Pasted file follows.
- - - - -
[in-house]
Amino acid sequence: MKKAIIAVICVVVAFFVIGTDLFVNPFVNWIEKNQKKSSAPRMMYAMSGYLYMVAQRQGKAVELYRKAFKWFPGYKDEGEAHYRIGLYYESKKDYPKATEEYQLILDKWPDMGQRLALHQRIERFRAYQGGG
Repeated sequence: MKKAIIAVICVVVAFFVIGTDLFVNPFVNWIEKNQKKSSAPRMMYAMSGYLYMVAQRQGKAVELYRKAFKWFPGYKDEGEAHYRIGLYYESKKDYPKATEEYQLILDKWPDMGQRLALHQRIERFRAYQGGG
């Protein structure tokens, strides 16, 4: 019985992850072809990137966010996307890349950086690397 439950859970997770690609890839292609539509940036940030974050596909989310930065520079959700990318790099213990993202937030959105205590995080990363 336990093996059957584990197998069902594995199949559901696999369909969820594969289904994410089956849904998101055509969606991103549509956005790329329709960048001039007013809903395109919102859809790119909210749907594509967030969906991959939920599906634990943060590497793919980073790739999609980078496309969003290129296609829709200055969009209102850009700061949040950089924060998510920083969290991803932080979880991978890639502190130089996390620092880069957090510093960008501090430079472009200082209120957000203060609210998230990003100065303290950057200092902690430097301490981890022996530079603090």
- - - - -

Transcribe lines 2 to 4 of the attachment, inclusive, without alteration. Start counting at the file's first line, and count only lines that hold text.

Amino acid sequence: MKKAIIAVICVVVAFFVIGTDLFVNPFVNWIEKNQKKSSAPRMMYAMSGYLYMVAQRQGKAVELYRKAFKWFPGYKDEGEAHYRIGLYYESKKDYPKATEEYQLILDKWPDMGQRLALHQRIERFRAYQGGG
Repeated sequence: MKKAIIAVICVVVAFFVIGTDLFVNPFVNWIEKNQKKSSAPRMMYAMSGYLYMVAQRQGKAVELYRKAFKWFPGYKDEGEAHYRIGLYYESKKDYPKATEEYQLILDKWPDMGQRLALHQRIERFRAYQGGG
């Protein structure tokens, strides 16, 4: 019985992850072809990137966010996307890349950086690397 439950859970997770690609890839292609539509940036940030974050596909989310930065520079959700990318790099213990993202937030959105205590995080990363 336990093996059957584990197998069902594995199949559901696999369909969820594969289904994410089956849904998101055509969606991103549509956005790329329709960048001039007013809903395109919102859809790119909210749907594509967030969906991959939920599906634990943060590497793919980073790739999609980078496309969003290129296609829709200055969009209102850009700061949040950089924060998510920083969290991803932080979880991978890639502190130089996390620092880069957090510093960008501090430079472009200082209120957000203060609210998230990003100065303290950057200092902690430097301490981890022996530079603090």